(3.0 - 5.1)

(3.2 - 14.3)

(3.6 - 11.6)

Weight at birth (kg)





7.67 (0.02)

(1.5 - 3.1)

(2.2 - 3.6)

(0.9 - 3.0)

(0.8 - 1.5)

Duration of surgery (min)





1.55 (0.46)

(61 - 120)

(52 - 92)

(70 - 90)

(45 - 122)

*Chi-Square test was used to compare percentage differences between groups. Fisher's Exact test was used when the cross-tabulation cell sizes of expected were less than 5.

**Test statistic output for the Independent samples Kruskal-Wallis test.

All hypothesis testing was carried out at the 5% (2-sided) significance level. All p-values were presented with at least 2 decimal places.

Analytical analysis

Among the six categorical variables, the type of surgery (revision vs. insertion) and gestation (term vs. pre-term) were significantly different across the reported post- operative complications, with p-values of 0.034 and 0.01 respectively (Table 2). We found that 31% of revision surgeries and 33% of the pre-term gestations had a malfunction shunt as a complication post operatively. Additionally, the pre-term gestation and revision surgeries reported a significant increase in infection incidence compared to other categories, with percentages of 8.6% and 10.3% respectively (Table 2). In addition, among the four continues variables, we found that age at surgery, weight at surgery and weight at birth were significantly associated with an increase in the incidence of reporting post-operative complications with p-values of 0.035, 0.043 and 0.022 respectively (Table 2). From the univariate logistic regression analysis, for each one-year decrease in age at surgery the odds of reporting post-operative complications increase by 21% (OR = 1.21, 95% CI: 1.04 – 1.41, p-value = 0.02). In addition, revision cases were significantly associate with a 33.3% increase in the odds of post-operative complications (OR= 1.33, 95% CI: 1.03 – 4.24, p-value = 0.04). The highest reported odds ratio was for preterm gestation, in which an increase of odds in reported post-operative complications was calculated to be 39% when compared to full term gestation (OR= 1.39, 95% CI: 1.24 – 4.61, p-value = 0.009) (Table 3).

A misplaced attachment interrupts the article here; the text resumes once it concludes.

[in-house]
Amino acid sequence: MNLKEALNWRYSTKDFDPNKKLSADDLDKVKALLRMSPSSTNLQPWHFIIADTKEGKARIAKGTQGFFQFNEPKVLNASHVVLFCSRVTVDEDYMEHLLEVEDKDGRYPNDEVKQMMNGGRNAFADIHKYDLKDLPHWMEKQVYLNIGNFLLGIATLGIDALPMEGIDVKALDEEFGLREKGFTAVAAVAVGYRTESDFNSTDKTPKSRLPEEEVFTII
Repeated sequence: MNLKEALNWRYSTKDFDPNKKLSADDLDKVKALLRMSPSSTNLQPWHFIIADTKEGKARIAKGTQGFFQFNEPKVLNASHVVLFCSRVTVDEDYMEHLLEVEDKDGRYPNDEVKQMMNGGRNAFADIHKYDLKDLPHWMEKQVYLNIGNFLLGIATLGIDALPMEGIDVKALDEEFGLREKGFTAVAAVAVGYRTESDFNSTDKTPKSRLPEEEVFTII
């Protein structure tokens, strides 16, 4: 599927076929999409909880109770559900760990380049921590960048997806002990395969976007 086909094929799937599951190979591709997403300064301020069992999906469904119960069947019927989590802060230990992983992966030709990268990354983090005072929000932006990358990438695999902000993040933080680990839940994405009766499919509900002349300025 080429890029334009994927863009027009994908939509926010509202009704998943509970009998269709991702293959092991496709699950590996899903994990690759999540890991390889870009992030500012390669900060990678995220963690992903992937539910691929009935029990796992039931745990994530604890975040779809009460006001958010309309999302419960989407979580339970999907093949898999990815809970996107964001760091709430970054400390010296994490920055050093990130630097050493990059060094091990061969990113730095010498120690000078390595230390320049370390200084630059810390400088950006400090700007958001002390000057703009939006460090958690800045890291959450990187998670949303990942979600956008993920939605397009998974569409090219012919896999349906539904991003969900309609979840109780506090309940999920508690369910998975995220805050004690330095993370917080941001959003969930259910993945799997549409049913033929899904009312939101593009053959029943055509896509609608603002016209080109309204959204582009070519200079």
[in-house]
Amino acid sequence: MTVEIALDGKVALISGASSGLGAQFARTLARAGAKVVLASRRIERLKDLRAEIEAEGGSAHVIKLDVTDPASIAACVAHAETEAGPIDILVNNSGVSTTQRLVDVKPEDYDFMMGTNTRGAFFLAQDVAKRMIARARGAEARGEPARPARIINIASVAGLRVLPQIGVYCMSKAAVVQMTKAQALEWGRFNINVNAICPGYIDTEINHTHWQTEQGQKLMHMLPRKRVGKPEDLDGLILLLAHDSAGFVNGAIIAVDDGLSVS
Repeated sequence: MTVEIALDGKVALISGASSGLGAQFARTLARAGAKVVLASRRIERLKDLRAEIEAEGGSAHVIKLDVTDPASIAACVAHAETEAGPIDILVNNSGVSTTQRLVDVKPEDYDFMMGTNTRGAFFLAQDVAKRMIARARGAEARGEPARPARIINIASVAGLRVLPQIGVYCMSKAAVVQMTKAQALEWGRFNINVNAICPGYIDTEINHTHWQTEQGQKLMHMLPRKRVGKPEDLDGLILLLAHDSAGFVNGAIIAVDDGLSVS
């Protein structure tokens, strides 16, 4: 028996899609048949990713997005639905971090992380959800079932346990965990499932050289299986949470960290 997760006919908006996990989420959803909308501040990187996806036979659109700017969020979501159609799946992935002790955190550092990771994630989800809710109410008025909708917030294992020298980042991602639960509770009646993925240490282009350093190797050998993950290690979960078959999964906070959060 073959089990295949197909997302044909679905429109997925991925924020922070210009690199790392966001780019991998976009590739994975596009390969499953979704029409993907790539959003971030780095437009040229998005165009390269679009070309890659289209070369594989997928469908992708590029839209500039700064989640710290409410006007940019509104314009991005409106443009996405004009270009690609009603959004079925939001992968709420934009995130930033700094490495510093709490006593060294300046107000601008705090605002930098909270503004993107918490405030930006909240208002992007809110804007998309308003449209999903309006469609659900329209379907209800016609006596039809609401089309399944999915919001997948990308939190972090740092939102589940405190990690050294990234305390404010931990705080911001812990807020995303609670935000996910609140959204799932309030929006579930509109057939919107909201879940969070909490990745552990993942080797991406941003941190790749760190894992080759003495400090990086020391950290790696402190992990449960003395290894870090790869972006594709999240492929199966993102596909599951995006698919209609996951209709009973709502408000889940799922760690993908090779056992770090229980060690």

Table 3: Univariate binary logistic regression analysis.


Odds ratio

95% CI


Gestation (preterm)


1.24 – 4.61


Indication for shunt (revision)


1.03 – 4.24


Age at surgery (months)


1.04 – 1.41


Weight at birth (kg)


0.96 – 1.16


Weight at surgery (kg)


0.92 – 1.22


Type of shunt (Ventriculo-Peritoneal Shunt)


0.44 – 3.51


Duration of surgery (min)


0.98 – 1.02


Comorbidities (yes)


0.47 – 1.80


Pre-operative antibiotics (yes)


0.52 – 2.37


Unadjusted odds ratio, 95% confidence intervals and p-value results from binary logistic regression analysis.

All hypothesis testing was carried out at the 5% (2-sided) significance level. All p-values were presented with at least 2 decimal places.